Article 51 of Venezuela's 1999 constitution is clear: every person has the right to petition government authorities for information and receive "an opportune and adequate response." Those who violate this right, the article states, will face sanctions, including removal from office.
However, Venezuelans' right to public information is honored mostly in name. Of 157 information requests submitted during February and March 2008 to 50 state institutions, 71 percent were denied. Still, this was a slight improvement over 2007, when a similar investigation found that 87 percent of all petitions were rejected.
These results come from a study by Espacio Público, one of five associations that have joined forces to coordinate a civil society movement called the Coalición ProAcceso to strengthen the Venezuelan public's understanding of their constitutional right to access information from their government. OSI supports the work of Coalición ProAcceso through a grant to Transparency International.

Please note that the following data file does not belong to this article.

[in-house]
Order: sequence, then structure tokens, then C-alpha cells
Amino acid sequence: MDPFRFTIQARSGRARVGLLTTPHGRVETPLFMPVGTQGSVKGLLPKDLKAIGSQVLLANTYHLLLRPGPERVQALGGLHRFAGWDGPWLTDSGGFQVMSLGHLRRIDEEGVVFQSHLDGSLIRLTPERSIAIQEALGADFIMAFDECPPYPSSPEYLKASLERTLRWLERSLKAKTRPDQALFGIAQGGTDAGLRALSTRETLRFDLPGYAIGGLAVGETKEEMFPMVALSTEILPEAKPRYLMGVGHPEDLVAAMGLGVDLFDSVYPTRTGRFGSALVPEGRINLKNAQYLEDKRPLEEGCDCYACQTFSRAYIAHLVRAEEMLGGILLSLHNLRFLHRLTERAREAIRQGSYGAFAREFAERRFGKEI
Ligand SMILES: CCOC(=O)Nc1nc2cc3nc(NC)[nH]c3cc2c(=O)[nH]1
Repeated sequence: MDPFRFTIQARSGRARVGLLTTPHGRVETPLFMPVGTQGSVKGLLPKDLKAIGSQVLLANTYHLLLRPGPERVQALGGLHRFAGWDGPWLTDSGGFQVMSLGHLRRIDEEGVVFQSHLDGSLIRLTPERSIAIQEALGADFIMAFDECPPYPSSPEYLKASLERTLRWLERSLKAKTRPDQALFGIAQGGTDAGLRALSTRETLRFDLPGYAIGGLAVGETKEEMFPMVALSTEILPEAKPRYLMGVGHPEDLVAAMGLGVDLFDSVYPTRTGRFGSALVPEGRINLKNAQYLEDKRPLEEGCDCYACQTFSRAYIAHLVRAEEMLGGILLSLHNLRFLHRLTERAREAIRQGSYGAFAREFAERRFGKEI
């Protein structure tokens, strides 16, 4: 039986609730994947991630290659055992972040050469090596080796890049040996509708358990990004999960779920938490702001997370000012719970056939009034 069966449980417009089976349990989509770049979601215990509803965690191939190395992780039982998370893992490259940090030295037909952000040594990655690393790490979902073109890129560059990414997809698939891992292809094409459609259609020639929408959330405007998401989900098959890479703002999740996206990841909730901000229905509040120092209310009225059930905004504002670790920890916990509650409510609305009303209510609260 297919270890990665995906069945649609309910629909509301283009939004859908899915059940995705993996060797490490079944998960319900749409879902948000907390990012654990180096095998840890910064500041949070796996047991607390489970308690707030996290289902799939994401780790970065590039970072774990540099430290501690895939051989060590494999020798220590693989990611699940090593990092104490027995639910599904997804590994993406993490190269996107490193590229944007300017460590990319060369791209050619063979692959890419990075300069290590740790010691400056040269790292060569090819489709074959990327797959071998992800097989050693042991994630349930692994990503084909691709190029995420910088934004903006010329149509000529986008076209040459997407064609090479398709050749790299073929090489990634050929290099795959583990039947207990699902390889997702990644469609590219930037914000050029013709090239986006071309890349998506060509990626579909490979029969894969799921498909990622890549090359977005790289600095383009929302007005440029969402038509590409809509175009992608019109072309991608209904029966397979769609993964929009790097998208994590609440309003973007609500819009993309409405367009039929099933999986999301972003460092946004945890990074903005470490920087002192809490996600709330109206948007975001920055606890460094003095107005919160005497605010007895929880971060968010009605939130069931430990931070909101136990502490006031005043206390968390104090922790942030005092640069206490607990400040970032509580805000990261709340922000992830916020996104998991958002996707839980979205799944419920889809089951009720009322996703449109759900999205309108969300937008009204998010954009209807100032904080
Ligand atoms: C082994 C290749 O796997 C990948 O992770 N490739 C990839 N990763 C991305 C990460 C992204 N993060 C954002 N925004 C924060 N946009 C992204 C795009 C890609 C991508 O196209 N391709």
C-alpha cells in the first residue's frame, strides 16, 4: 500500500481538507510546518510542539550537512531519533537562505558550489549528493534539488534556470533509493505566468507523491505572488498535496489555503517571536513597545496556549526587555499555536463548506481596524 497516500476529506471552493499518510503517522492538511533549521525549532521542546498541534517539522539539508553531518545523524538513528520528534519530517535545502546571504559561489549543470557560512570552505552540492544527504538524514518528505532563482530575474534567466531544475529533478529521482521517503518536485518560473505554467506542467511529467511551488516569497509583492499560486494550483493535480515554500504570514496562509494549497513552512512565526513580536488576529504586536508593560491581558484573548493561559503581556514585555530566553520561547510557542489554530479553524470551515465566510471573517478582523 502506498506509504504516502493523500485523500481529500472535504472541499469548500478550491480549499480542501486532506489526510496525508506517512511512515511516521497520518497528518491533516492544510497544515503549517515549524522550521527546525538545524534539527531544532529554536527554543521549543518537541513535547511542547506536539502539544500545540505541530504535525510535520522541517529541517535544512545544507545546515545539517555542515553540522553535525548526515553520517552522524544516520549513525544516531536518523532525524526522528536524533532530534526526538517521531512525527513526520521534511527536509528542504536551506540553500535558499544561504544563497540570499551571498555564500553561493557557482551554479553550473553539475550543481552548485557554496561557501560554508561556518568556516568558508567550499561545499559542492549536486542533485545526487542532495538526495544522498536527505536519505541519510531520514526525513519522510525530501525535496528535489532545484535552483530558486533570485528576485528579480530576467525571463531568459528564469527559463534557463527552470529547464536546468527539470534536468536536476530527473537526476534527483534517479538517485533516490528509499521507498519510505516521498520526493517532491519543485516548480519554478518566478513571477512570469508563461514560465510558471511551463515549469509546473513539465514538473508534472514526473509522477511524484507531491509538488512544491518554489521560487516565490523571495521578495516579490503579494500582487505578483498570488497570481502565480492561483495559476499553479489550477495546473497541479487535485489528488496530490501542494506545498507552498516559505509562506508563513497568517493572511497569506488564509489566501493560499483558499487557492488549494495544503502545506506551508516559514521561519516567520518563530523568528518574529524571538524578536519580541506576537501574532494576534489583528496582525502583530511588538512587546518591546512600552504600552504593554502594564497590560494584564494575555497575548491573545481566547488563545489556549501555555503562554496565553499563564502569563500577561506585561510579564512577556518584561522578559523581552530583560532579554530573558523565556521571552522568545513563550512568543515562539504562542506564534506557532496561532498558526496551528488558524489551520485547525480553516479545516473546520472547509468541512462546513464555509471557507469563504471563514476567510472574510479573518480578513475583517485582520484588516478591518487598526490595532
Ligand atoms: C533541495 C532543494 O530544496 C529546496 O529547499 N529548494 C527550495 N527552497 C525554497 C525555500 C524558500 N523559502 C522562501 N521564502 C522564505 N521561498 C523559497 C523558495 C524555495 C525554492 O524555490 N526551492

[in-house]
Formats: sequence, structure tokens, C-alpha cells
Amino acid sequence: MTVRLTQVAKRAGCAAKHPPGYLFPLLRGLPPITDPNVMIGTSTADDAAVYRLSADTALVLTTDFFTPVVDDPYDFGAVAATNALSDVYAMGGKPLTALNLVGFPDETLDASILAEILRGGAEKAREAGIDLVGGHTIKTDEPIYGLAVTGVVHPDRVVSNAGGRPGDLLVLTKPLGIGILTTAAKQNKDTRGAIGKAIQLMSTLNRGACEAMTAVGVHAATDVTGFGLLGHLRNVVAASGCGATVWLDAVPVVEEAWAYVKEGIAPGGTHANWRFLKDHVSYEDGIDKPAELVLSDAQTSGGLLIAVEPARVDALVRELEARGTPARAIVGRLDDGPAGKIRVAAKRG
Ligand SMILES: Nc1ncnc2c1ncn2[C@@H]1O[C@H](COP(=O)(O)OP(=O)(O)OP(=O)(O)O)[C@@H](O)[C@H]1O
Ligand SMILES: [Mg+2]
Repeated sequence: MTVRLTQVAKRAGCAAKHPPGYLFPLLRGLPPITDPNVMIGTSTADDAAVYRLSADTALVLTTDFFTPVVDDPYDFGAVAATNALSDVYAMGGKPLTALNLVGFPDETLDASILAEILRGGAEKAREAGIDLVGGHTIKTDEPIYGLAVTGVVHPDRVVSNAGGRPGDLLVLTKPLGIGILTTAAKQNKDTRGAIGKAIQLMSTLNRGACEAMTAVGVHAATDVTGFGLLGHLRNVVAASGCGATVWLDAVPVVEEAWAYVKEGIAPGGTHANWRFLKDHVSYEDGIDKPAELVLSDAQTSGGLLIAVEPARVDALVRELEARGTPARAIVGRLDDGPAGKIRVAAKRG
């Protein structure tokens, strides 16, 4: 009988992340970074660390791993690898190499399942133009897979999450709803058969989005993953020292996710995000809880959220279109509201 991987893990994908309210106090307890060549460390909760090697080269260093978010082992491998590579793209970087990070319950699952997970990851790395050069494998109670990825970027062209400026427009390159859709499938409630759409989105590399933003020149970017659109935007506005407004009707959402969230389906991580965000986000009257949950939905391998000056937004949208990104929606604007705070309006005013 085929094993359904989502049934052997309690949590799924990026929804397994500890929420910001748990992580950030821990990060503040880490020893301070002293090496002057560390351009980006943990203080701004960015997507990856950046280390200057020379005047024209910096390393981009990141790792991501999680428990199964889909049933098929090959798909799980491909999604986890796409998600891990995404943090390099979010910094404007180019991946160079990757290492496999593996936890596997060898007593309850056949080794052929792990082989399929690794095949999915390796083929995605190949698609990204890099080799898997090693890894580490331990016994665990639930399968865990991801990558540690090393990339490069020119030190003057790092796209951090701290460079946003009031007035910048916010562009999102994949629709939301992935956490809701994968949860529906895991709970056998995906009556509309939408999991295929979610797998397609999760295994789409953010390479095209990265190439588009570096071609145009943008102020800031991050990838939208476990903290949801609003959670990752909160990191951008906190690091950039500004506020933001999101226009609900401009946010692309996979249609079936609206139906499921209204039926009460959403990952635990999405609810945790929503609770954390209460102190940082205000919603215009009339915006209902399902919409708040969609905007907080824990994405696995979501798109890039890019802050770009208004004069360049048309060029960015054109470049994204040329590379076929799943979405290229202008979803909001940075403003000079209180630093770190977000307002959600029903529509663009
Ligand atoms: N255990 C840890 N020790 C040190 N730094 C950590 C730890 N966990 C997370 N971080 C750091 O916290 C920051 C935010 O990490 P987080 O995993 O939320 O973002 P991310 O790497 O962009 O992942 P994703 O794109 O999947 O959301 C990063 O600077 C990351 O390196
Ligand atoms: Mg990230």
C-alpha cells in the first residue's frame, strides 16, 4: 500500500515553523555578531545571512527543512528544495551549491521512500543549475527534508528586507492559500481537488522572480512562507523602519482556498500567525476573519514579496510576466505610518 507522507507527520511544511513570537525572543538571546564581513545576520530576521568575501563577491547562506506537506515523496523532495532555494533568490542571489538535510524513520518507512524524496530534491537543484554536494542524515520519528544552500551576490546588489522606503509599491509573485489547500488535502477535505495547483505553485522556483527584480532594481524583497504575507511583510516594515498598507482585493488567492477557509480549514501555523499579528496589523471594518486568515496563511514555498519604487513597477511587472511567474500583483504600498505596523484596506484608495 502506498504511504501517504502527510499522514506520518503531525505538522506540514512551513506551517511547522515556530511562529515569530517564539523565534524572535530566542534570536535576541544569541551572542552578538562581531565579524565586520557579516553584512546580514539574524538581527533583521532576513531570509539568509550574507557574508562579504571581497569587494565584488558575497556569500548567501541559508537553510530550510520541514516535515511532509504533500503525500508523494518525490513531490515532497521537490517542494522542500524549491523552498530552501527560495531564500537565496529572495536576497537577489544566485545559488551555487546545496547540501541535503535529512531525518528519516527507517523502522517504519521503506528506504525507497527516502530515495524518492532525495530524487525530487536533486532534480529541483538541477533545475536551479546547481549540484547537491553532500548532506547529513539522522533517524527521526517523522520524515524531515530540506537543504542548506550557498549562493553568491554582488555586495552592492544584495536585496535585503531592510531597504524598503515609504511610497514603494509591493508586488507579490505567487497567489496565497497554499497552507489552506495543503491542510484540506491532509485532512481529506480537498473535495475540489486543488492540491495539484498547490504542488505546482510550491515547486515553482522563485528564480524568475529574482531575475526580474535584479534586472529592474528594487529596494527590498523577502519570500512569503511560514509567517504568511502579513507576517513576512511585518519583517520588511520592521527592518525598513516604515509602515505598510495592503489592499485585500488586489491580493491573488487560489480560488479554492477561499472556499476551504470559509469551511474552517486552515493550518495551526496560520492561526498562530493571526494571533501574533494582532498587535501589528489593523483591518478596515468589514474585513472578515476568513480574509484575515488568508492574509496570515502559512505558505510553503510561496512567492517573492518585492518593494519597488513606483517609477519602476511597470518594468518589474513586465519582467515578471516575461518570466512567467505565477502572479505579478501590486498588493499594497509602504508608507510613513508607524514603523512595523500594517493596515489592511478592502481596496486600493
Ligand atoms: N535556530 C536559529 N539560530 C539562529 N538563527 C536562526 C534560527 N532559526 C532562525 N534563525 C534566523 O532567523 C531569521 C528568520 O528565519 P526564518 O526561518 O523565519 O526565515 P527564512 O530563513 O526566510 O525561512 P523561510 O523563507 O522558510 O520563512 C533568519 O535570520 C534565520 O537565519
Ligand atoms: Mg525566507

The message to Venezuelan citizens is simple, writes Mercedes De Freitas, director of Transparencia Venezuela, in a toolkit prepared for citizen activists: "Don't let them take you for a ride. Make your right to information count."
It is a campaign that has become especially important as the Venezuelan government continues to restrict the traditional news media, closing dozens of radio stations during 2009 for supposedly breaching administrative regulations. With fewer news outlets available to spread the message, coalition members are using social media and websites to publish research, stimulate public support, and encourage candidates in the 2010 elections to pledge their commitment to open government.
Despite problems at the national level, there are signs of progress locally. The work of ProAcceso was critical to the passage of freedom of information ordinances and regulations in five municipalities during 2008-2009. Three of Venezuela's 24 state governments have passed freedom of information laws and three more are discussing laws to provide the public with greater access.
In an assessment of anti-corruption efforts during 2009, De Freitas points out that many local institutions—which have made great strides toward transparency in budgets, contracts, and procedures—could instruct Venezuela's national government on best practices to combat inefficiency and graft.